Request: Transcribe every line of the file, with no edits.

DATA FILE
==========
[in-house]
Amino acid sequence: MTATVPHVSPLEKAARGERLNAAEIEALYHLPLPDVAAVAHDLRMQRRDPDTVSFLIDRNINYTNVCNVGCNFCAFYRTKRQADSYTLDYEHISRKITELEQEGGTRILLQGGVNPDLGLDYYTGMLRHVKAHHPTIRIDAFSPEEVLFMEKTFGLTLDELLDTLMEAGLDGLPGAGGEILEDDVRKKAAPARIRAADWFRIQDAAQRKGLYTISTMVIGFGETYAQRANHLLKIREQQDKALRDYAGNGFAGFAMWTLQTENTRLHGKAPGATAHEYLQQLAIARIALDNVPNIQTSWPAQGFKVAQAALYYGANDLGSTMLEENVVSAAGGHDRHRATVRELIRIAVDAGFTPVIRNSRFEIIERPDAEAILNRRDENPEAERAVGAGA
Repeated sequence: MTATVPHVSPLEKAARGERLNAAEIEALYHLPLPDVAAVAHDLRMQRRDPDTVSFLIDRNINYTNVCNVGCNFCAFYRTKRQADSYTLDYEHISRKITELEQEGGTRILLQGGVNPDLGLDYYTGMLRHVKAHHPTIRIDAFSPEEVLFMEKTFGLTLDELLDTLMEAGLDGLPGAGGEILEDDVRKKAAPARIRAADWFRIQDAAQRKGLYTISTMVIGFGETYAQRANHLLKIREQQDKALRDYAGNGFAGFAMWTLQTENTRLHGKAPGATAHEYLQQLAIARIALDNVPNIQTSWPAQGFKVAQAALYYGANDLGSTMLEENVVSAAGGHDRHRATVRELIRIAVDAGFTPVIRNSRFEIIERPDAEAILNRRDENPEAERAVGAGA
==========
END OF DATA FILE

[in-house]
Amino acid sequence: MTATVPHVSPLEKAARGERLNAAEIEALYHLPLPDVAAVAHDLRMQRRDPDTVSFLIDRNINYTNVCNVGCNFCAFYRTKRQADSYTLDYEHISRKITELEQEGGTRILLQGGVNPDLGLDYYTGMLRHVKAHHPTIRIDAFSPEEVLFMEKTFGLTLDELLDTLMEAGLDGLPGAGGEILEDDVRKKAAPARIRAADWFRIQDAAQRKGLYTISTMVIGFGETYAQRANHLLKIREQQDKALRDYAGNGFAGFAMWTLQTENTRLHGKAPGATAHEYLQQLAIARIALDNVPNIQTSWPAQGFKVAQAALYYGANDLGSTMLEENVVSAAGGHDRHRATVRELIRIAVDAGFTPVIRNSRFEIIERPDAEAILNRRDENPEAERAVGAGA
Repeated sequence: MTATVPHVSPLEKAARGERLNAAEIEALYHLPLPDVAAVAHDLRMQRRDPDTVSFLIDRNINYTNVCNVGCNFCAFYRTKRQADSYTLDYEHISRKITELEQEGGTRILLQGGVNPDLGLDYYTGMLRHVKAHHPTIRIDAFSPEEVLFMEKTFGLTLDELLDTLMEAGLDGLPGAGGEILEDDVRKKAAPARIRAADWFRIQDAAQRKGLYTISTMVIGFGETYAQRANHLLKIREQQDKALRDYAGNGFAGFAMWTLQTENTRLHGKAPGATAHEYLQQLAIARIALDNVPNIQTSWPAQGFKVAQAALYYGANDLGSTMLEENVVSAAGGHDRHRATVRELIRIAVDAGFTPVIRNSRFEIIERPDAEAILNRRDENPEAERAVGAGA